Last week, in a sparsely decorated, nondescript hall of a midtown hotel in New York, somewhere to the side of a silver tray heaped with stale samosas and sweetmeats, a young man in his 40s sat awkwardly with a man from his father’s generation. The two were posing for selfies with enthusiastic non-resident Indians.

Rahul Gandhi, the man who is expected to take charge of India’s main opposition party this year, and Sam Pitroda, a Chicago-based engineer from Gujarat (credited with bringing the telecom revolution to his native country in the 1980s), reminded me of how a bride and a groom look at a typical Indian wedding reception. Forced to take seats on velvety “thrones” with shiny gold edges, they smile wanly at the serpentine queue of guests that trails past, pretending to be cheery, when all they really want is for everyone to buzz off so that they can hit the champagne.

When a couple of us walked up to say hello to Gandhi at the hotel, he shuffled his feet and barely managed a grimace before he turned away. His two-week tour of the United States, clearly aimed at recasting his image both at home and abroad, had seemingly done nothing to make him more approachable or relaxed with the Indian media. Suspicion of mainstream journalists is the one thing he has in common with his political nemesis, Prime Minister Narendra Modi, but with one critical difference. Modi is the master of the message, an accomplished communicator (as Gandhi himself admitted on his U.S. visit) who is able to bypass the media. The Congress party leader, by contrast, has been parodied, vilified and mocked — sometimes fairly, sometimes unfairly — in large part because of his poor instinct for brand management and his lack of sociability.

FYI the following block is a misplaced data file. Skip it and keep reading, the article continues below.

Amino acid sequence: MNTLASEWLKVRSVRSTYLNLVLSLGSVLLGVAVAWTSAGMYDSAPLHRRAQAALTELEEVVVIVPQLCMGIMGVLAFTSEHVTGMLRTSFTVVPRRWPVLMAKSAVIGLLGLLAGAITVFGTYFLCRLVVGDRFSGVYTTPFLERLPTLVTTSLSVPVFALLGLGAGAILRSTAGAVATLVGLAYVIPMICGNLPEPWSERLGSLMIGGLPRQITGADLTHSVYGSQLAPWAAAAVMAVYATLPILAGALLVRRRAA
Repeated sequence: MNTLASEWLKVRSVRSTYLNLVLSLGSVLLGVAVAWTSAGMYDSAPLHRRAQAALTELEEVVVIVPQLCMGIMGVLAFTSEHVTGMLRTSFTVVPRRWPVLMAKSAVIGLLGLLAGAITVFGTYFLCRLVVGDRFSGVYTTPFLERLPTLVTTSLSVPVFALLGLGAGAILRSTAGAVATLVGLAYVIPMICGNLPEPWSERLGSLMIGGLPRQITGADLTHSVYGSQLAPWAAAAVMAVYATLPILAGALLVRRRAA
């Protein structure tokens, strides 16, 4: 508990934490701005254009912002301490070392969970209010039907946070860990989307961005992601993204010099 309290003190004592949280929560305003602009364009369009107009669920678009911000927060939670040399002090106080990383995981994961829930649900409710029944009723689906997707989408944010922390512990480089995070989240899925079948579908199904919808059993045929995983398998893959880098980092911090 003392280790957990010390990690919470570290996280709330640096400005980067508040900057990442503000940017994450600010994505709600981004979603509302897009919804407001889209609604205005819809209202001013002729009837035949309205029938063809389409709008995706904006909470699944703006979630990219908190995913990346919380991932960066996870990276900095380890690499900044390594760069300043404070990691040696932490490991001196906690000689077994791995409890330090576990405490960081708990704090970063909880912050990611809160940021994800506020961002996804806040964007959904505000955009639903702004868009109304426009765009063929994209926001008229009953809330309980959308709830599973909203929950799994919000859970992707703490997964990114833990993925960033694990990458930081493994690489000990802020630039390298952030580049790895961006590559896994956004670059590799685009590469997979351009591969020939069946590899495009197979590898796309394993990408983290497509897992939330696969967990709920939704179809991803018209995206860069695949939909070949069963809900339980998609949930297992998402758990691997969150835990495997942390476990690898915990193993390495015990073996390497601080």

Gandhi’s journey through the United States trawled through Ivy League schools, unforgiving international newsrooms and inquiring think tanks, and included meetings with the Indian diaspora. But is it really what he needed to revive himself and the diminishing Congress party? In 2014, the Congress party tanked to its lowest-ever representation in the Indian Parliament since independence in 1947. With no predictable electoral wins around the corner, conventional wisdom would have demanded more of Gandhi at home in India than abroad in the United States.